I didn’t like the original photo straight out of the camera, but after a little highlight recovery and darkening the blue edges I think it is a worthwhile image. It was taken a few years back on Liberty Island when I was first getting into digital photography (still using a compact camera). It was probably one of the first times I had pointed my camera into the sun and in this case with the flag between me and the harsh mid day sun, the final image came out as I had hoped for. Contre-Jour is (as it sounds) a French term, which means “against daylight”. I think it adds a different look to the Stars and Stripes. I have been to America twice in my life so far and saw hundreds of flags, not just on flag poles but hanging from offices and homes on the streets of New York.
The American Flag is all over New York, it was one of the many things I noticed straight away about the city and America in general. They are very proud of their country and flag, something we rarely see here in England, but is just the norm across the pond. This particular flag was taken on Liberty Island where it is windy enough to really show the full shape and pattern. The blue sky was an added bonus.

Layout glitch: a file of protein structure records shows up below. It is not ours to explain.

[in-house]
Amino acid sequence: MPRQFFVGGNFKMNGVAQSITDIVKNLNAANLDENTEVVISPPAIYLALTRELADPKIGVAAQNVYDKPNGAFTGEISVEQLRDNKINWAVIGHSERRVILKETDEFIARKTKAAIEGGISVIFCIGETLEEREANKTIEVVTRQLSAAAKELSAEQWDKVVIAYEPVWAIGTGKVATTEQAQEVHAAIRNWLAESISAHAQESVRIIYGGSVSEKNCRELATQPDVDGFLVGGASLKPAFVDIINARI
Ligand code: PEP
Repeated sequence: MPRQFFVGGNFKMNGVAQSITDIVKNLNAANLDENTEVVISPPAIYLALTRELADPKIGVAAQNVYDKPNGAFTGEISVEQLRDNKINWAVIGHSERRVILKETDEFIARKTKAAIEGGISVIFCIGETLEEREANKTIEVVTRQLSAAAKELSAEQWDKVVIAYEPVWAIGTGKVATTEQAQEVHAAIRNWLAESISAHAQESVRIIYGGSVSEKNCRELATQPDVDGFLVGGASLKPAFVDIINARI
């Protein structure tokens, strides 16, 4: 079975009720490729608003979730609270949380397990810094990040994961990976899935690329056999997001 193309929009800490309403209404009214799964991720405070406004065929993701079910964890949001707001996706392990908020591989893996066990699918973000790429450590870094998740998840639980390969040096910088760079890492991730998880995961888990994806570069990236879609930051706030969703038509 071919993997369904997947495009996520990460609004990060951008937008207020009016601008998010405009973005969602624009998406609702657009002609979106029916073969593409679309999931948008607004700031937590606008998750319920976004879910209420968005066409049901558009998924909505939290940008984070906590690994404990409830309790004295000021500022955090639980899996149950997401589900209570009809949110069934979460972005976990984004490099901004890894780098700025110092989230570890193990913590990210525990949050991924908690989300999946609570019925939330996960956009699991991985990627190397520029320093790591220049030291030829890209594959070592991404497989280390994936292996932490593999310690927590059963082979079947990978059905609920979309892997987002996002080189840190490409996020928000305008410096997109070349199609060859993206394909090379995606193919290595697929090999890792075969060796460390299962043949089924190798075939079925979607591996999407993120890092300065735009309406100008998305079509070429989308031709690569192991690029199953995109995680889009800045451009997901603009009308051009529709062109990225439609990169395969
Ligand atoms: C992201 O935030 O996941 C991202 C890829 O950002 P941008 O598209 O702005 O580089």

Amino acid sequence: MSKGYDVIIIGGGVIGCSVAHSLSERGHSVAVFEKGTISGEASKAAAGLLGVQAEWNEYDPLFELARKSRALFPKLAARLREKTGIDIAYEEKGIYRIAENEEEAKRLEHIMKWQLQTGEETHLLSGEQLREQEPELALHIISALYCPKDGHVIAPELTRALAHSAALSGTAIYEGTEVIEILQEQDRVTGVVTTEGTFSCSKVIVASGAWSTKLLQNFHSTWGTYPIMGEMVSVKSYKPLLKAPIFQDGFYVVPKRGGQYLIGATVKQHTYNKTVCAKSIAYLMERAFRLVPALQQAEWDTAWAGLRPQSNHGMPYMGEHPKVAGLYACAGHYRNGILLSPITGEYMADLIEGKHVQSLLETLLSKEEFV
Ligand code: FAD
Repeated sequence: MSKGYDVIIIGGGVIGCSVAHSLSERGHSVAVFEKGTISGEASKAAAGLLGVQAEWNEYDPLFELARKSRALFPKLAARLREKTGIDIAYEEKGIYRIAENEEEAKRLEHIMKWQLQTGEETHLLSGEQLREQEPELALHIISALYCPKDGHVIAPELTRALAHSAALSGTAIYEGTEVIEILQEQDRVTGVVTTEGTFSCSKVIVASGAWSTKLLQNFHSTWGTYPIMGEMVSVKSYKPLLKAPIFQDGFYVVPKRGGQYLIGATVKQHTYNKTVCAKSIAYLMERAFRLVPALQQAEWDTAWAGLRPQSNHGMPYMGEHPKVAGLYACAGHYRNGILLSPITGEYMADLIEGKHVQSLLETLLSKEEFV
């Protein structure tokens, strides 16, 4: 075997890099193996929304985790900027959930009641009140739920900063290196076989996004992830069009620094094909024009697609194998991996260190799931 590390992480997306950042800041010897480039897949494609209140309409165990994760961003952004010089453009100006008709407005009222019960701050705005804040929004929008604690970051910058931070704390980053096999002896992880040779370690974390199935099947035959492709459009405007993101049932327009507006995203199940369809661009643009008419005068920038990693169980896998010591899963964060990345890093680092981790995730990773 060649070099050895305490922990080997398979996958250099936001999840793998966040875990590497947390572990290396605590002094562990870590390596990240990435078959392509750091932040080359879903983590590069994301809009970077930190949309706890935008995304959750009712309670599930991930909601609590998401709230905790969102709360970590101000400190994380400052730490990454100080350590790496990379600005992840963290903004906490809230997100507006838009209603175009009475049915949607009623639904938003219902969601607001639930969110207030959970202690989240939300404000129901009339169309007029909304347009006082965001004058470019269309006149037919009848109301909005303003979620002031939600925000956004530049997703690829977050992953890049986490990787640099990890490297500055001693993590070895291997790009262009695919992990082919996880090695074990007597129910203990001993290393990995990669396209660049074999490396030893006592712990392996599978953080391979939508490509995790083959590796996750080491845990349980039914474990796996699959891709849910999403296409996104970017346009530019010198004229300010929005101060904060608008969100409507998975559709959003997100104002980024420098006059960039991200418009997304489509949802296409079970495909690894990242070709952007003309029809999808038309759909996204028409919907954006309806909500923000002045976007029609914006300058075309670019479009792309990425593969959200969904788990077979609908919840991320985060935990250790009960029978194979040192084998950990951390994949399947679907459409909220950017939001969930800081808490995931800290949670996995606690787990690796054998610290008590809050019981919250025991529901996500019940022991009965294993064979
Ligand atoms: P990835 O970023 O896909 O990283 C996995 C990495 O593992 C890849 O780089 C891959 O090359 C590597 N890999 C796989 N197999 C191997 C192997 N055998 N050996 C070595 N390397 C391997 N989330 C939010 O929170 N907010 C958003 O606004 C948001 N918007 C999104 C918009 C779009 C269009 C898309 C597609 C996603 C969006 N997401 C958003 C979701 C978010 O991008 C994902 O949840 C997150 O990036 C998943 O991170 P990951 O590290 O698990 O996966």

Whilst watching the Irish Festival Parade in Manchester on Sunday Ciaran looked up to notice the flag of Ireland flying in the wind. So I pointed my camera up and took four or five shots. As regular readers know this is the best way in my opinion to get a nice photo of a flag in the wind. They are blowing about all over the place and with digital it doesn’t matter that I deleted 4 out of the 5 shots. The above picture works well and I like the gothic looking spire from part of Manchester’s Town Hall.
The Welsh Dragon, known in Welsh as Y Ddraig Goch, is the red dragon that appears on the national Flag of Wales. The above photo of the flag was taken in the spring at Portmeirion. I enjoy the challenge of capturing a flag because rarely is the wind strong enough to give the above image. It is another case of digital photography really helping out. Here I was able to take 10 or 20 exposures and then delete 19 of them whilst looking at the LCD screen on the back of the camera. The one resulting image shows the full flag in the wind.